“I Know It’s Just a Backpack, But…”

A backpack is, in its simplest form, just a way to carry your stuff. But there is a moment when it becomes more. It becomes a connection to the larger world, a memento from adventures past, a ticket for trips to come.


“It was like a switch. I put on my backpack…I knew I was going to go do an adventure.”

One day, Steve Gadecki decided it was time to retire his backpack. After all, it’d been fifteen years since he got the pack and even though it was still in good working order, his trusty companion had definitely earned a rest… but something stopped him. Fifteen years. And not just fifteen years – fourteen national parks, too. And twelve new states. 104 mountains. Five ex-girlfriends. Four years of college. Two new countries. The memories all came flooding back, and Steve realized that to him, it wasn’t just a pack anymore.



“L.L.Bean doesn’t make gear, they make memories.”

That was in 2011 – and the only reason we knew about it was because Steve sat down to write us an obituary for his backpack. Along with the letter, he sent us the pack itself. “After everything that has happened I couldn’t just throw my pack out,” he wrote. “Please take care of it.”

We were touched by Steve’s story, and we decided his pack—with all the sights it had seen, and the lives it had touched, and the memories it had helped create – belonged in our archives. If it was time for the pack to retire, the least we could do was give it a comfortable place to spend the rest of its days.

Steve in the woods


Thanks for the Memories

Everybody knows what a backpack is: two straps and a bag. But that simple description doesn’t quite capture the feeling you get when you hit the trail with your pack on your back. So what makes it something special—when does it stop being just a backpack?

When it takes you somewhere. That moment could come when you’re disembarking in a new country, or crossing into a new state, or summiting a mountain.

The moment is out there somewhere. Half the fun is going out to find it.



Where will your backpack take you?

  1. joe | August 5, 2014 | 8:38 am

    Very cool story…everyone should own a backpack!

  2. Sue | August 20, 2014 | 12:33 pm

    Thanks for your memories. I know exactly what you mean. My backpack is 41 years old. It hasn’t crossed my mind that it is time for it to retire. I have wondered if the new style internal frame might be more comfortable, but how much more? Would it be worth it to trade for my trusty friend who has been with me up and down the Adirondack Trail, bushwacking in the middle of the night in Pennsylvania down a dry creek bed to get away from momma bobcat? How about climbing Mt. Marcy or my lone but not lonesome treck up Table Mountain and overnight hike in the Tetons? The white out in Colorado. My best friends silently stepping. I really don’t think I could part with my old friend. She has aged beautifully and I still trust her with my life.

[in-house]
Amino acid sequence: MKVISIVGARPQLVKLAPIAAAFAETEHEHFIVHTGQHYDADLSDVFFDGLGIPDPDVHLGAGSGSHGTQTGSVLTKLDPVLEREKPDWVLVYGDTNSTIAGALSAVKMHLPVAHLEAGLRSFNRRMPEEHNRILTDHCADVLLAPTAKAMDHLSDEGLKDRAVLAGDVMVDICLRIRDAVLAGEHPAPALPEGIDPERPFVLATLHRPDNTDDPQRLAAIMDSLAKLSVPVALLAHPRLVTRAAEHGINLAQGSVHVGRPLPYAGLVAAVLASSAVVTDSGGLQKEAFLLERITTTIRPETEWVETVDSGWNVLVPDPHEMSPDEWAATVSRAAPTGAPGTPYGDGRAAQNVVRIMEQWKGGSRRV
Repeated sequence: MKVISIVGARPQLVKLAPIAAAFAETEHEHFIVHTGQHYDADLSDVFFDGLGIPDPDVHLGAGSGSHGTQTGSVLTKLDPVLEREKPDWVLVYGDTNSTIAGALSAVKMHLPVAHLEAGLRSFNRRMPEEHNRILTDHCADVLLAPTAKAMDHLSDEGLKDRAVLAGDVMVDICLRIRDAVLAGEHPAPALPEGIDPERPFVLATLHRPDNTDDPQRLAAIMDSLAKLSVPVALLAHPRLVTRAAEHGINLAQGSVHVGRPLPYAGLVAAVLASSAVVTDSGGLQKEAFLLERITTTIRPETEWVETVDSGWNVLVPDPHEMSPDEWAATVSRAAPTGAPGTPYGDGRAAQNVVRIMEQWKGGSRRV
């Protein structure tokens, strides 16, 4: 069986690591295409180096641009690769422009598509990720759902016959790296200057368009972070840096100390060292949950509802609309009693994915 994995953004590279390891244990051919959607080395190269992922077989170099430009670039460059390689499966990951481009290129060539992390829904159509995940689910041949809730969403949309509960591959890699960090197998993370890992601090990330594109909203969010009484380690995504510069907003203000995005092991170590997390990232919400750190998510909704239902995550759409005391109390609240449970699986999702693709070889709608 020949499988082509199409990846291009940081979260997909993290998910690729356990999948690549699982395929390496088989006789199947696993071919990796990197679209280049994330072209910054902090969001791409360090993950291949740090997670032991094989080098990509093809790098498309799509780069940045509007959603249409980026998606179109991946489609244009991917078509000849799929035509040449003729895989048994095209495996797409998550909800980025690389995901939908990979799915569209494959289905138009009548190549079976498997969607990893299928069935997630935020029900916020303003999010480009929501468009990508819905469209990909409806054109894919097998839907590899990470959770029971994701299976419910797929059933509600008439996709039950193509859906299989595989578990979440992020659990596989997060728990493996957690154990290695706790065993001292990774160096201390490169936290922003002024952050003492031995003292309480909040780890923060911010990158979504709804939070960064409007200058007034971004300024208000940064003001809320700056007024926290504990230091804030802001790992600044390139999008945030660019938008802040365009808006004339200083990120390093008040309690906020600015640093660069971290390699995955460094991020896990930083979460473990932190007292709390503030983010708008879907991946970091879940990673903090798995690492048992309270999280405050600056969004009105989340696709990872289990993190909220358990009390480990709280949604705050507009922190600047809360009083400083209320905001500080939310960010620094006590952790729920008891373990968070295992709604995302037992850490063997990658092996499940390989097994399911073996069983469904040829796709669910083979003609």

3. Kevin R | August 29, 2014 | 12:11 pm

    I, too, still hang on to my old external frame. It has accumulated many patches from scouting to trail maintenance projects – all good memories. I have slogged many miles during our time in Utah and will always hold such memories fondly.

    Though I no longer trek as far and wide, I still enjoy humping the pack on day trips and cannot envision a day when I transition to the fanny pack. Thanks for the chance to express myself.

Add your comment

About You

This is the name that will be displayed publicly with your comment.
It is not necessary to use your full name.

Your email address will not be displayed publicly
with your comment

Email Updates
Exclusive sales, special offers and more
Comment guidelines
Be detailed and specific, focusing on the writer’s story.
For your privacy, please don’t include your name or personal information.
All comments are reviewed by L.L.Bean prior to publishing.
Obscenities, critical or spiteful comments and discriminatory language.
Advertisements, “spam,” references to other products, offers or Web sites.
Email, URLs, phone numbers, addresses or other contact information.